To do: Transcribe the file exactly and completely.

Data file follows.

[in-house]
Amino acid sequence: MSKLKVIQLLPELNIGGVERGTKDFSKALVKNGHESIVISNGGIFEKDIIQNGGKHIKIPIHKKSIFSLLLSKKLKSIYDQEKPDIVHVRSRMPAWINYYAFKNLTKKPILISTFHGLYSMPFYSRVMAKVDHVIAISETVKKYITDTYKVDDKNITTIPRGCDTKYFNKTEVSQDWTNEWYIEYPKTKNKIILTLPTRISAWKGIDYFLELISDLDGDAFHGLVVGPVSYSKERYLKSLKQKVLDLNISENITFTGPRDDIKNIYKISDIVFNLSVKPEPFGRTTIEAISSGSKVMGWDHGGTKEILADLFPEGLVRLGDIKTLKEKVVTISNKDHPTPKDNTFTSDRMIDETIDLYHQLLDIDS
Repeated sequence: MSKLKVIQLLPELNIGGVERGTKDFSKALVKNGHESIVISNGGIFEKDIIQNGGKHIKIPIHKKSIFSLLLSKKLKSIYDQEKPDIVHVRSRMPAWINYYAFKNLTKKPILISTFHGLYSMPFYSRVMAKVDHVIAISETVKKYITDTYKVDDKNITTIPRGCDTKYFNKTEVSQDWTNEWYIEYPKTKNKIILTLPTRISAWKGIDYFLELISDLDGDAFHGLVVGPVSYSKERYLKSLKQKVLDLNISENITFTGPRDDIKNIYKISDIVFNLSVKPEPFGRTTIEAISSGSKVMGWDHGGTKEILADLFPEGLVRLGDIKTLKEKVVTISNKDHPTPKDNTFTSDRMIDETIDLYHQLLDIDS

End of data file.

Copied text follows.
[in-house]
Amino acid sequence: MSKLKVIQLLPELNIGGVERGTKDFSKALVKNGHESIVISNGGIFEKDIIQNGGKHIKIPIHKKSIFSLLLSKKLKSIYDQEKPDIVHVRSRMPAWINYYAFKNLTKKPILISTFHGLYSMPFYSRVMAKVDHVIAISETVKKYITDTYKVDDKNITTIPRGCDTKYFNKTEVSQDWTNEWYIEYPKTKNKIILTLPTRISAWKGIDYFLELISDLDGDAFHGLVVGPVSYSKERYLKSLKQKVLDLNISENITFTGPRDDIKNIYKISDIVFNLSVKPEPFGRTTIEAISSGSKVMGWDHGGTKEILADLFPEGLVRLGDIKTLKEKVVTISNKDHPTPKDNTFTSDRMIDETIDLYHQLLDIDS
Repeated sequence: MSKLKVIQLLPELNIGGVERGTKDFSKALVKNGHESIVISNGGIFEKDIIQNGGKHIKIPIHKKSIFSLLLSKKLKSIYDQEKPDIVHVRSRMPAWINYYAFKNLTKKPILISTFHGLYSMPFYSRVMAKVDHVIAISETVKKYITDTYKVDDKNITTIPRGCDTKYFNKTEVSQDWTNEWYIEYPKTKNKIILTLPTRISAWKGIDYFLELISDLDGDAFHGLVVGPVSYSKERYLKSLKQKVLDLNISENITFTGPRDDIKNIYKISDIVFNLSVKPEPFGRTTIEAISSGSKVMGWDHGGTKEILADLFPEGLVRLGDIKTLKEKVVTISNKDHPTPKDNTFTSDRMIDETIDLYHQLLDIDS